June 20, 2008
CARACAS, Venezuela -- Venezuela's foreign minister on Thursday rejected U.S. government accusations that a Venezuelan diplomat helped finance Hezbollah in Lebanon.
Foreign Minister Nicolas Maduro did not specifically refer to Ghazi Nasr al Din, who was targeted Wednesday in a U.S. Treasury Department action ordering any assets he controls in the United States to be frozen and forbidding U.S. citizens from doing business with him.
But Maduro told reporters that "there are no terrorists here," and said officials should be going after the assets of President Bush.
"If they want to search for terrorists, look for them in the White House," he said.
Washington considers the Iranian- and Syrian-backed Hezbollah a terrorist group and has no dealings with it. Hezbollah is both an armed group and a political party in Lebanon.
Wednesday's action accuses Nasr al Din of using his position as a diplomat and a leader of a Caracas-based Shiite Islamic center to help the group. There were conflicting reports from the United States and Venezuela over whether he was stationed in Lebanon or Syria.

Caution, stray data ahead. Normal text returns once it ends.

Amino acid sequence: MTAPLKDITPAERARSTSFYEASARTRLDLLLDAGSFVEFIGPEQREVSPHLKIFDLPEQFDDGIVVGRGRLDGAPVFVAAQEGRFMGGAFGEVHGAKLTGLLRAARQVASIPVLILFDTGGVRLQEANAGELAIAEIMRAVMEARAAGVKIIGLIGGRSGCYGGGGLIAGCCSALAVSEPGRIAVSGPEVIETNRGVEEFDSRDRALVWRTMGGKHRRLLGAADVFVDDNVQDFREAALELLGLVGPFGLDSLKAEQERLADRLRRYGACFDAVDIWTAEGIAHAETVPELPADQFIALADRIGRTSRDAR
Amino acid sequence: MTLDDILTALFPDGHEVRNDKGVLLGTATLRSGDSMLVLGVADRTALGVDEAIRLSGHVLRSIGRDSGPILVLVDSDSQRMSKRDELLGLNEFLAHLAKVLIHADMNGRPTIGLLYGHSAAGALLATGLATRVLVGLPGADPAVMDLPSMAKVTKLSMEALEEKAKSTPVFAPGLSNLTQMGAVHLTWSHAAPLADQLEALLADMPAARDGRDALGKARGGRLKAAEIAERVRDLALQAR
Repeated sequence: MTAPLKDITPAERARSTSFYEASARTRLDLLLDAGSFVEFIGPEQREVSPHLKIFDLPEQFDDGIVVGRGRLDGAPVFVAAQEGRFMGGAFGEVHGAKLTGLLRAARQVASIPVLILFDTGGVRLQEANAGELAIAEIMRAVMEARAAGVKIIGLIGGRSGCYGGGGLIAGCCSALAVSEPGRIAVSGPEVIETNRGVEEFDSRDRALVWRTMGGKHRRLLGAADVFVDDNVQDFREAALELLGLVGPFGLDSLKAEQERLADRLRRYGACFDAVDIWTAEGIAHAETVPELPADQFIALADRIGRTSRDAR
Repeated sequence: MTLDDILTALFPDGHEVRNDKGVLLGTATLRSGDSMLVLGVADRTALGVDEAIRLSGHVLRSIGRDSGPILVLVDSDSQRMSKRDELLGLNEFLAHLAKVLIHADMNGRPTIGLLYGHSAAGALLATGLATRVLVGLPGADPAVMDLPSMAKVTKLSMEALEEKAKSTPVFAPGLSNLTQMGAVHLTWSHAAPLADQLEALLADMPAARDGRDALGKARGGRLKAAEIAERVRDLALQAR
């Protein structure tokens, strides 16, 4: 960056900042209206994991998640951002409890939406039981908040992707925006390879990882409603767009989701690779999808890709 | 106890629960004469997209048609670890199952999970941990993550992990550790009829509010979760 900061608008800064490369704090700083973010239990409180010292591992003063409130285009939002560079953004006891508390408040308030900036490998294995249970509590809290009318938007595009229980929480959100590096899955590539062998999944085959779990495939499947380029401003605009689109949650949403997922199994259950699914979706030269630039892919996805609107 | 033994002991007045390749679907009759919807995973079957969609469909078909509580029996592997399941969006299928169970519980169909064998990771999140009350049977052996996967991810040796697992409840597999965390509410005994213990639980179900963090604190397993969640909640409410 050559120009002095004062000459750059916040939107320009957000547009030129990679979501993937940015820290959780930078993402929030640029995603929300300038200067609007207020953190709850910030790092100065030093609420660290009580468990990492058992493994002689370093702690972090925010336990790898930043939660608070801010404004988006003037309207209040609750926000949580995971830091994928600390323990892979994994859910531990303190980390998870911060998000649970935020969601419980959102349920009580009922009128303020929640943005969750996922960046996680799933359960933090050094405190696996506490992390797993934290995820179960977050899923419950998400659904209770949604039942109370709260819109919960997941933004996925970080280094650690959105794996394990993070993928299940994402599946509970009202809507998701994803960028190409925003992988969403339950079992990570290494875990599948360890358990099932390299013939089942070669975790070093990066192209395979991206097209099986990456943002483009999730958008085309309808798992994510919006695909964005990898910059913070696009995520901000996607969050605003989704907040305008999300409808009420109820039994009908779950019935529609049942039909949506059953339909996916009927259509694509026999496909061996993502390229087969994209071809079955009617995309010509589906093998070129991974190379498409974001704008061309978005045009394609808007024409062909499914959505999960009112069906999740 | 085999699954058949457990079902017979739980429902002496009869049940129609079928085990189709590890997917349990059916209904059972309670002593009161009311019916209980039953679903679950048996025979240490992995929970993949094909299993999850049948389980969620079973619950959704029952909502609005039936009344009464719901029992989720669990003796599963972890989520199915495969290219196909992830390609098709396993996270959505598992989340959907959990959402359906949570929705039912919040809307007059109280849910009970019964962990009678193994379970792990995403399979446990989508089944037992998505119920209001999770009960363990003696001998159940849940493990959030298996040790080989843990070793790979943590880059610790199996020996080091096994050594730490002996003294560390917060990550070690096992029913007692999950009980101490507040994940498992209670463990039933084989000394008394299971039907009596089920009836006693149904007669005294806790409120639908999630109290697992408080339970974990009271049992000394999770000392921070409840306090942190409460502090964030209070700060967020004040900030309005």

The main Shiite Muslim center in Caracas is the Imam al Hadi Venezuelan Islamic Center, said Mohamad Mtayrek, a 42-year-old Lebanese immigrant who helps manage the small mosque and community center in a two-story house.
Mtayrek said the center has no link to Hezbollah and dismissed Washington's allegations as "politics." He said he knows Nasr al Din but declined to speak about him, saying "it's not my business."
The Treasury action also targeted Lebanese-born businessman Fawzi Kan'an, the owner of two Caracas-based travel agencies. Kan'an called allegations that he helped finance Hezbollah "pure lies."
Venezuela has a large Lebanese population, many of them immigrants who arrived long before President Hugo Chavez took office in 1999.
Associated Press writers Ian James and Fabiola Sanchez contributed to this report from Caracas, Venezuela.